Wednesday, September 16, 2009
Lee's fast start not unexpected
By ESPN.com staff ESPN.com
Posted by ESPN.com's Tim Griffin
It’s been the kind of early start that has Nebraska fans reminiscing about all the storied quarterbacks who have played for the Cornhuskers in the past.
Sure, there’s that Heisman Trophy winner named Eric Crouch, but he was more of a runner anyway. Tommie Frazier, all he did was run the option and win national championships.
Bruce Thorson/US Presswire
Nebraska quarterback Zac Lee is starting his Cornhuskers career well.
But as far as pure passers, there have been few to match new starter Zac Lee, whose deep arm has some pundits calling him Nebraska’s most accomplished pocket passer since Vince Ferragamo in the mid-1970s.
Lee leads the Big 12 in passing efficiency after two games and ranks seventh nationally. He’s thrown for 553 yards and six touchdowns in the kind of debut that the junior said he always expected once he received his starting opportunity.
“I’d like to say I have pretty high expectations for myself, so I feel like I’m pretty much right on track,” Lee said.
Nebraska’s new quarterback was the Cornhuskers’ biggest question coming into the season. And Lee, a junior who transferred into the Nebraska program in January 2007 from San Francisco City College, appears to have answered most of those early concerns with an unexpectedly quick start.
His early work was punctuated by a 340-yard, four-TD pass effort last week that sparked the Cornhuskers’ 38-9 triumph over Arkansas State. Most impressively, he distributed the ball to 11 different receivers while playing.
Nebraska coach Bo Pelini has been impressed with Lee’s early work, but not stunned.
“I think Zac is doing what we thought he was capable of doing,” Pelini said. “I’ve said all along that I have a tremendous amount of confidence in him. I think if you asked anybody associated with our team they feel the same way. It doesn’t surprise me at all.”
But some are wondering how he will handle his first road game against a traditional power like Virginia Tech. The Hokies are 46-7-1 against nonconference teams at Lane Stadium since 1991, winning 31 straight nonleague games.
Despite those daunting odds, Lee is excited about his team’s opportunity heading into Saturday’s game.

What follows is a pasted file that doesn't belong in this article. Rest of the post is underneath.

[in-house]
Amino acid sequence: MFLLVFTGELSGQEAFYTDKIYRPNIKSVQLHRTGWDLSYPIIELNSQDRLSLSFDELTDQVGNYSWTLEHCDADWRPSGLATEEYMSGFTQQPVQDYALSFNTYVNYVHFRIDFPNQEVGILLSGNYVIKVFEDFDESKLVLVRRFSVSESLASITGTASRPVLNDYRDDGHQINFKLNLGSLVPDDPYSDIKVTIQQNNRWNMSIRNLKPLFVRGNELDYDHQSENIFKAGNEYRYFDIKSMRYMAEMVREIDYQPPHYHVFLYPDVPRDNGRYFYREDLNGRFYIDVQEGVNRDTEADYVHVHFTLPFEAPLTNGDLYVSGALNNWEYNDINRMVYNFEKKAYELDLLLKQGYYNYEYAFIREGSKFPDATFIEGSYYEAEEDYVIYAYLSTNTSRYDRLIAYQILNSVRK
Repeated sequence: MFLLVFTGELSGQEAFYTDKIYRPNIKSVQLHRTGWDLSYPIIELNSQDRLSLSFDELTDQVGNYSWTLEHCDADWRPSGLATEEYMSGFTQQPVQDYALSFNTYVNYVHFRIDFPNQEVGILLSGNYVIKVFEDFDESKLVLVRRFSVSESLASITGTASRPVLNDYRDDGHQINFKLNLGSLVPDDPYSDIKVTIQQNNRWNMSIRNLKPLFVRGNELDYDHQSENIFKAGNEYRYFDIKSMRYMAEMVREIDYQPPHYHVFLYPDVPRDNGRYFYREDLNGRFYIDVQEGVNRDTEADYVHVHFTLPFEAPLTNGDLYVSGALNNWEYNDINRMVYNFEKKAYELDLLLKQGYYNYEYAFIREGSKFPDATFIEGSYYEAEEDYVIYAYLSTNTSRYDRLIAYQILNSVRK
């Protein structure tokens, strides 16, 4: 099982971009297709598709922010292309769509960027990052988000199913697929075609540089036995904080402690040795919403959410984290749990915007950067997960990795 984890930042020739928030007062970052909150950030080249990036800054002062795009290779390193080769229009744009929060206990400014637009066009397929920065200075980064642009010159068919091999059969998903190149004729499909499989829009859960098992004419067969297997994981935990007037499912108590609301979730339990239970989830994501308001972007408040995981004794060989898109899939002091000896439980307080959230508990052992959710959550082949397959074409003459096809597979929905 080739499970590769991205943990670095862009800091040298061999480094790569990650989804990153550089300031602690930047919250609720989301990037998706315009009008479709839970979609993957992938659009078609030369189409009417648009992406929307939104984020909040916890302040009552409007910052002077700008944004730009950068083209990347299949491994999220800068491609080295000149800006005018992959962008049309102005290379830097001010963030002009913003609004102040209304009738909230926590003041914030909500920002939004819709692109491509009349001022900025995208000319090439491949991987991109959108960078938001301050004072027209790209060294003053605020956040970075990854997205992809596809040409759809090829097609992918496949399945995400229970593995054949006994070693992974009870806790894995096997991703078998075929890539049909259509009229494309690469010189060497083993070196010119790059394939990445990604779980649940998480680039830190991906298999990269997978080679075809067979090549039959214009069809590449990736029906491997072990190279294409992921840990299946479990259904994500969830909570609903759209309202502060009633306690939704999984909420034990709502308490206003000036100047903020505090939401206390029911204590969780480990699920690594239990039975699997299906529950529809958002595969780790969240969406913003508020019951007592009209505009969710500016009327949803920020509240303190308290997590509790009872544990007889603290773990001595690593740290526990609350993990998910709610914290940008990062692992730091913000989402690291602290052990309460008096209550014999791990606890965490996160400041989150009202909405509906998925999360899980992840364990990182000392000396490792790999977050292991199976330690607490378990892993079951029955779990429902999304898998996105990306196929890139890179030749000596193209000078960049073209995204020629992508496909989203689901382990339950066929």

"This is what college football is all about,” Lee said. “Going into places like that, a great atmosphere and just competing. That’s why this is fun.”
His coaches believe that Lee won’t wilt in the heightened competitive atmosphere.
“This dude is a cool customer, man,” Nebraska offensive coordinator Shawn Watson told reporters earlier this week. “He’s a ballplayer. None of that stuff is going to bother him. He’s a cool dude.”
Some of Watson’s confidence stems from Lee’s bloodlines. His father, Bob, was a quarterback in the NFL for 12 seasons and was active in developing his son’s talents.
That detail has produced a quarterback who appears impervious to some of the typical concerns that would worry coaches about many first-game starters on the road.
“He’s been raised by a professional football player and he gets it,” Watson said. “He understands it. He’s been around it his whole life. It’ll be nothing to him.”
But playing the Hokies will represent a step up after his first two games against FAU and Arkansas State.
“I’d imagine things might move a little faster,” Lee said. “You’ll probably have to be a little more precise with things overall. We need to be more precise and detailed because of the caliber of athletes and the coaching they have.”
Saturday’s game could be judged as a litmus test for the No. 19 Cornhuskers, who are still looking for a breakout victory that would grab national attention for Pelini’s program.
The Cornhuskers will bring in a six-game winning streak into Saturday’s game -- longest since winning 13 straight games in 2000-01.
A win over the Hokies would be a signal to the nation that Pelini’s team is getting closer to the levels of the Cornhuskers of old.
“This is a great opportunity for us, especially against a team like Virginia Tech that has had such long-term success,” Lee said. “I think this is something that we're really looking forward to.”